Excavations at Kilverstone, Norfolk: An Episodic Landscape History (East Anglian Archaeology) pdf epub fb2

Excavations at Kilverstone, Norfolk: An Episodic Landscape History (East Anglian Archaeology) by Duncan Garrow pdf epub fb2

Excavations at Kilverstone, Norfolk: An Episodic Landscape History (East Anglian Archaeology) Author: Duncan Garrow
Title: Excavations at Kilverstone, Norfolk: An Episodic Landscape History (East Anglian Archaeology)
ISBN: 0954482425
ISBN13: 978-0954482428
Other Formats: azw txt docx doc
Pages: 257 pages
Publisher: East Anglian Archaeology (December 31, 2006)
Language: English
Category: Other
Size PDF version: 1769 kb
Size EPUB version: 1258 kb
Subcategory: Humanities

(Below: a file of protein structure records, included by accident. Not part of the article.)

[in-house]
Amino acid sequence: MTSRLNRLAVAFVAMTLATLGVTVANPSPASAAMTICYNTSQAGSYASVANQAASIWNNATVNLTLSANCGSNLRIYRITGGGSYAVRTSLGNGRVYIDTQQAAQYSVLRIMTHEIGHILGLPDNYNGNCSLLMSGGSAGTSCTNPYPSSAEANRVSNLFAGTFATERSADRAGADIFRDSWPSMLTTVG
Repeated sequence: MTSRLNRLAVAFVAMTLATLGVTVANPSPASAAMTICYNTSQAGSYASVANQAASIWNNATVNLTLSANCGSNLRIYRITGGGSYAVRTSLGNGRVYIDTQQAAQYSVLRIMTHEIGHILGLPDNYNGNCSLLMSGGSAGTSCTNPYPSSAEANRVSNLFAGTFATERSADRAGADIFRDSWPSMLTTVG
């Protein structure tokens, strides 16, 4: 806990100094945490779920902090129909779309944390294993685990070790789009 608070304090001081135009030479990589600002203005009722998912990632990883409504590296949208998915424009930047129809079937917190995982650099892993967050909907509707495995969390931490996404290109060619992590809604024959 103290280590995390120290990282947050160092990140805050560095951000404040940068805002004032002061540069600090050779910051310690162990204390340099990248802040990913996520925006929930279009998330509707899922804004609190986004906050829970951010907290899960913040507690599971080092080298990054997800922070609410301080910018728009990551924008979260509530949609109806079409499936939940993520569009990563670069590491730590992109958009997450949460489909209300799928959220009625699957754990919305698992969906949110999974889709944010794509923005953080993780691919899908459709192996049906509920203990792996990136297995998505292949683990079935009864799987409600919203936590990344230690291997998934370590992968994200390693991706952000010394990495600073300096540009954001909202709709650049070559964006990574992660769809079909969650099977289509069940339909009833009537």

Excavations by the Cambridge Archaeological Unit near Kilverstone revealed an occupation sequence spanning the Neolithic to the post-medieval periods. Extensive Early Neolithic activity was evidenced by 236 clustered pits containing quantities of pottery, worked and burnt flint, charred hazelnuts and seeds and other material. The site is of national importance, with the number of pits discovered placing it alongside the type-sites of Hurst Fen and Broome Heath. A smaller number of Late Neolithic/Early Bronze Age pits, along with six cremations and a Middle Iron Age structure, attests to intermittent further activity. In the mid 1st century BC a settlement was established which was occupied until the 4th century AD. Initially, the later Iron Age/Roman settlement is evidenced by boundary and enclosure ditches, and a number of pits, but the area then saw construction of a series of square and rectangular structures. In the later 2nd century AD, activity appears to have been focused around a large aisled building. In the 3rd and 4th centuries, these buildings were replaced by three circular buildings, one of which is tentatively interpreted as a metallurgical workshop (with a double-acting force pump associated). Outside was a series of pits containing a blacksmiths hoard: a stack of pewter plates and a selection of metalworking and agricultural tools. Activity at the site was again intermittent until perhaps the 6th century, when a small Anglo-Saxon settlement, consisting of at least ten buildings associated with sunken features and four post-built halls, was established. This was probably associated with a small number of burials to the south, four of which were furnished with weapons (though, unusually, none with jewellery), and there was a further urned cremation. No subsequent activity was recorded at the site except for medieval and later field ditches and a Suffolk-type brick kiln probably associated with the nearby village of Kilverstone.